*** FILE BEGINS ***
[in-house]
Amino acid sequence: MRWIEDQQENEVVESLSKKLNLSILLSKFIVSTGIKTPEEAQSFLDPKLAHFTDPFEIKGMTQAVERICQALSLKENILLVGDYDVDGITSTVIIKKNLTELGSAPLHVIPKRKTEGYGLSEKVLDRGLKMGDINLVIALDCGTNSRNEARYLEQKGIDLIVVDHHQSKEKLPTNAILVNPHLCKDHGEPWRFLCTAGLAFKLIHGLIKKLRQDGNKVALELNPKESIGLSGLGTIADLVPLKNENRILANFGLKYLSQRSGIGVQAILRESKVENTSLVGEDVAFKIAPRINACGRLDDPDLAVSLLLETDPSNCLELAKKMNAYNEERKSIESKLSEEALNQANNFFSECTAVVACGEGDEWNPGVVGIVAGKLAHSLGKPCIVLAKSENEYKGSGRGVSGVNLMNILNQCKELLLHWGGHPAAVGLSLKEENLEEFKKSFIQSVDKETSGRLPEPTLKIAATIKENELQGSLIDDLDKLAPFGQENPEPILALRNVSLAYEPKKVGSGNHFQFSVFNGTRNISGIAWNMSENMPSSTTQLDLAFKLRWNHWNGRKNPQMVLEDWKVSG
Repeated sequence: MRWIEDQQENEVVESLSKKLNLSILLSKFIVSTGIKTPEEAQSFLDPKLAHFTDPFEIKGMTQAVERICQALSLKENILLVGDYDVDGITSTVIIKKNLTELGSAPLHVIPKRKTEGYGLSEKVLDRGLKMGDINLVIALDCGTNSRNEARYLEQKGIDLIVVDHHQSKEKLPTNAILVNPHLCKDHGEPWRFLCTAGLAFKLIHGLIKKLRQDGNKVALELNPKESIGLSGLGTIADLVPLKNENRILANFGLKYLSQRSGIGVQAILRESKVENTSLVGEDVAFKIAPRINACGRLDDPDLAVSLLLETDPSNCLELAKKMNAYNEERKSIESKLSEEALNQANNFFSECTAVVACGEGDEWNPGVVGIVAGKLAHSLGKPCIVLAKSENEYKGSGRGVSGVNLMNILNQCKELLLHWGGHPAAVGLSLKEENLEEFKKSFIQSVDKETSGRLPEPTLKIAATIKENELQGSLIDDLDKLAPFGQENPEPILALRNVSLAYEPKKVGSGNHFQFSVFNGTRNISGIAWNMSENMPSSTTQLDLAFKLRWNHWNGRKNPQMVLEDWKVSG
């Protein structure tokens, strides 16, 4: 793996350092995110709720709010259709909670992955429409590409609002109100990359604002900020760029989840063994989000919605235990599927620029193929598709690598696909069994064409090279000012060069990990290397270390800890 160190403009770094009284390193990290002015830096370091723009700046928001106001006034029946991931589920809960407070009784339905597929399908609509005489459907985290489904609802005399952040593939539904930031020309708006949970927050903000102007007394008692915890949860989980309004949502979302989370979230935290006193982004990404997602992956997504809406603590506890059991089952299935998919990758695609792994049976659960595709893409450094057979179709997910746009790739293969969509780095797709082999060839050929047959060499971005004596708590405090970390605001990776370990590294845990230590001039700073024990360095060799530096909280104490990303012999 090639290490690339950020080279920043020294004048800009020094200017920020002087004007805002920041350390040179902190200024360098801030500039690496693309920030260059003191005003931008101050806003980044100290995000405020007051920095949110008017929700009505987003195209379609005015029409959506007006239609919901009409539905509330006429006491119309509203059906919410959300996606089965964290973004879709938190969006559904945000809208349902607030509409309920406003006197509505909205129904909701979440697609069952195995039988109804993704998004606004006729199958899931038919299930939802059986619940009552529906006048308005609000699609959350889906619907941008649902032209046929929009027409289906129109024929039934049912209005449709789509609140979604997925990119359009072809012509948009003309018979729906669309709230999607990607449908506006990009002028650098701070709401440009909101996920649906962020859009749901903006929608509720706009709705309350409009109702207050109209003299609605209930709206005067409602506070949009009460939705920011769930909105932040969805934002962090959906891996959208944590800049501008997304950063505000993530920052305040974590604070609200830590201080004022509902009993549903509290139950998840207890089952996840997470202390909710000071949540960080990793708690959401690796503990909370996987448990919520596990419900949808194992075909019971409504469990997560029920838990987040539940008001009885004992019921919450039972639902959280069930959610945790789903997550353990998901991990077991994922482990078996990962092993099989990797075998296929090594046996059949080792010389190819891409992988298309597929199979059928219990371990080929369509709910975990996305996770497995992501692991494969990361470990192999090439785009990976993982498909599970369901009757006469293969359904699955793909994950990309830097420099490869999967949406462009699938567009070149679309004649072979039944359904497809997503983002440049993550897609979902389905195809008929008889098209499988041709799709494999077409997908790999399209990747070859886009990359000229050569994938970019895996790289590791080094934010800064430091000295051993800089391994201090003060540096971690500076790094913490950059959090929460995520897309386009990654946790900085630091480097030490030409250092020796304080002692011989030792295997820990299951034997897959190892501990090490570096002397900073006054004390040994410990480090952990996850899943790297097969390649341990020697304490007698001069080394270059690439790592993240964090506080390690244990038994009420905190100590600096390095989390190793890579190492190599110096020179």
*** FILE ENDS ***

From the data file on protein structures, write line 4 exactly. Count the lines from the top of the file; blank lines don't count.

């Protein structure tokens, strides 16, 4: 793996350092995110709720709010259709909670992955429409590409609002109100990359604002900020760029989840063994989000919605235990599927620029193929598709690598696909069994064409090279000012060069990990290397270390800890 160190403009770094009284390193990290002015830096370091723009700046928001106001006034029946991931589920809960407070009784339905597929399908609509005489459907985290489904609802005399952040593939539904930031020309708006949970927050903000102007007394008692915890949860989980309004949502979302989370979230935290006193982004990404997602992956997504809406603590506890059991089952299935998919990758695609792994049976659960595709893409450094057979179709997910746009790739293969969509780095797709082999060839050929047959060499971005004596708590405090970390605001990776370990590294845990230590001039700073024990360095060799530096909280104490990303012999 090639290490690339950020080279920043020294004048800009020094200017920020002087004007805002920041350390040179902190200024360098801030500039690496693309920030260059003191005003931008101050806003980044100290995000405020007051920095949110008017929700009505987003195209379609005015029409959506007006239609919901009409539905509330006429006491119309509203059906919410959300996606089965964290973004879709938190969006559904945000809208349902607030509409309920406003006197509505909205129904909701979440697609069952195995039988109804993704998004606004006729199958899931038919299930939802059986619940009552529906006048308005609000699609959350889906619907941008649902032209046929929009027409289906129109024929039934049912209005449709789509609140979604997925990119359009072809012509948009003309018979729906669309709230999607990607449908506006990009002028650098701070709401440009909101996920649906962020859009749901903006929608509720706009709705309350409009109702207050109209003299609605209930709206005067409602506070949009009460939705920011769930909105932040969805934002962090959906891996959208944590800049501008997304950063505000993530920052305040974590604070609200830590201080004022509902009993549903509290139950998840207890089952996840997470202390909710000071949540960080990793708690959401690796503990909370996987448990919520596990419900949808194992075909019971409504469990997560029920838990987040539940008001009885004992019921919450039972639902959280069930959610945790789903997550353990998901991990077991994922482990078996990962092993099989990797075998296929090594046996059949080792010389190819891409992988298309597929199979059928219990371990080929369509709910975990996305996770497995992501692991494969990361470990192999090439785009990976993982498909599970369901009757006469293969359904699955793909994950990309830097420099490869999967949406462009699938567009070149679309004649072979039944359904497809997503983002440049993550897609979902389905195809008929008889098209499988041709799709494999077409997908790999399209990747070859886009990359000229050569994938970019895996790289590791080094934010800064430091000295051993800089391994201090003060540096971690500076790094913490950059959090929460995520897309386009990654946790900085630091480097030490030409250092020796304080002692011989030792295997820990299951034997897959190892501990090490570096002397900073006054004390040994410990480090952990996850899943790297097969390649341990020697304490007698001069080394270059690439790592993240964090506080390690244990038994009420905190100590600096390095989390190793890579190492190599110096020179």